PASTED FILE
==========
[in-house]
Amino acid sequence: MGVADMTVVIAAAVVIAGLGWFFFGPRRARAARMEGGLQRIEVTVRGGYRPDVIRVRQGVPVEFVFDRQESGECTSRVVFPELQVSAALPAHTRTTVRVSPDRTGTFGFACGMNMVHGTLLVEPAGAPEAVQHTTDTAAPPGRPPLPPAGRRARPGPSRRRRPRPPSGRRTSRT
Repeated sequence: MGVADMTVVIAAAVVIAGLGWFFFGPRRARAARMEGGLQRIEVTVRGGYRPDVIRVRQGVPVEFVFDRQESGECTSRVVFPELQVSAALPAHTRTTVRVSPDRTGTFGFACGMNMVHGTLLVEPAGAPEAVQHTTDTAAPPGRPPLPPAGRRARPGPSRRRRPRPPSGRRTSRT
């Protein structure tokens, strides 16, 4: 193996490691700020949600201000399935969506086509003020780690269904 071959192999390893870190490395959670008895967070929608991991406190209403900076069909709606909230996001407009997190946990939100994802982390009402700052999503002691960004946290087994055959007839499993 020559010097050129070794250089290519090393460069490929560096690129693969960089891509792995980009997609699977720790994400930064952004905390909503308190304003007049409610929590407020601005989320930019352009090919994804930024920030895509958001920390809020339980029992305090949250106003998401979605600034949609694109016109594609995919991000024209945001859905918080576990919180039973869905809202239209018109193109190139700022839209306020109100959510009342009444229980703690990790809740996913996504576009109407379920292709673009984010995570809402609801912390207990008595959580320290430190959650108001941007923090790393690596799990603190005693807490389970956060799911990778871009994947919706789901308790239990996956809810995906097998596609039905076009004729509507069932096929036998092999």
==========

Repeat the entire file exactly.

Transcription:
[in-house]
Amino acid sequence: MGVADMTVVIAAAVVIAGLGWFFFGPRRARAARMEGGLQRIEVTVRGGYRPDVIRVRQGVPVEFVFDRQESGECTSRVVFPELQVSAALPAHTRTTVRVSPDRTGTFGFACGMNMVHGTLLVEPAGAPEAVQHTTDTAAPPGRPPLPPAGRRARPGPSRRRRPRPPSGRRTSRT
Repeated sequence: MGVADMTVVIAAAVVIAGLGWFFFGPRRARAARMEGGLQRIEVTVRGGYRPDVIRVRQGVPVEFVFDRQESGECTSRVVFPELQVSAALPAHTRTTVRVSPDRTGTFGFACGMNMVHGTLLVEPAGAPEAVQHTTDTAAPPGRPPLPPAGRRARPGPSRRRRPRPPSGRRTSRT
């Protein structure tokens, strides 16, 4: 193996490691700020949600201000399935969506086509003020780690269904 071959192999390893870190490395959670008895967070929608991991406190209403900076069909709606909230996001407009997190946990939100994802982390009402700052999503002691960004946290087994055959007839499993 020559010097050129070794250089290519090393460069490929560096690129693969960089891509792995980009997609699977720790994400930064952004905390909503308190304003007049409610929590407020601005989320930019352009090919994804930024920030895509958001920390809020339980029992305090949250106003998401979605600034949609694109016109594609995919991000024209945001859905918080576990919180039973869905809202239209018109193109190139700022839209306020109100959510009342009444229980703690990790809740996913996504576009109407379920292709673009984010995570809402609801912390207990008595959580320290430190959650108001941007923090790393690596799990603190005693807490389970956060799911990778871009994947919706789901308790239990996956809810995906097998596609039905076009004729509507069932096929036998092999």